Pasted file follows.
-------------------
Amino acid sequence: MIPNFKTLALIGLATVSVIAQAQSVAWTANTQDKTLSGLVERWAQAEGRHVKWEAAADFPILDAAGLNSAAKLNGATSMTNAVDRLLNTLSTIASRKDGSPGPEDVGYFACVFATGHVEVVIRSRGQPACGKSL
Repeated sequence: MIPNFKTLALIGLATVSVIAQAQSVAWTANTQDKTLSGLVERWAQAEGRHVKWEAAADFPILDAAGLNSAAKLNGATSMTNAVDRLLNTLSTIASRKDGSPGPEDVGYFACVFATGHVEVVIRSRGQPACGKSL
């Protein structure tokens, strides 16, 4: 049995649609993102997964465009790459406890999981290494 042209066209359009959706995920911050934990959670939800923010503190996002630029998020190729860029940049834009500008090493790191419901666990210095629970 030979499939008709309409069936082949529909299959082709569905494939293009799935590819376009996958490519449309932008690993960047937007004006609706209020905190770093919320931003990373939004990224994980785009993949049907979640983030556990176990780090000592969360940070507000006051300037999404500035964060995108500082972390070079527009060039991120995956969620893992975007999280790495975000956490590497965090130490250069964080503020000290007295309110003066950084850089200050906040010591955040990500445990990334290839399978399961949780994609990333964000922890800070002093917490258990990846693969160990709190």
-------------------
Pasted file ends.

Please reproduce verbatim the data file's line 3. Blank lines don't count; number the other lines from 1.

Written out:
């Protein structure tokens, strides 16, 4: 049995649609993102997964465009790459406890999981290494 042209066209359009959706995920911050934990959670939800923010503190996002630029998020190729860029940049834009500008090493790191419901666990210095629970 030979499939008709309409069936082949529909299959082709569905494939293009799935590819376009996958490519449309932008690993960047937007004006609706209020905190770093919320931003990373939004990224994980785009993949049907979640983030556990176990780090000592969360940070507000006051300037999404500035964060995108500082972390070079527009060039991120995956969620893992975007999280790495975000956490590497965090130490250069964080503020000290007295309110003066950084850089200050906040010591955040990500445990990334290839399978399961949780994609990333964000922890800070002093917490258990990846693969160990709190």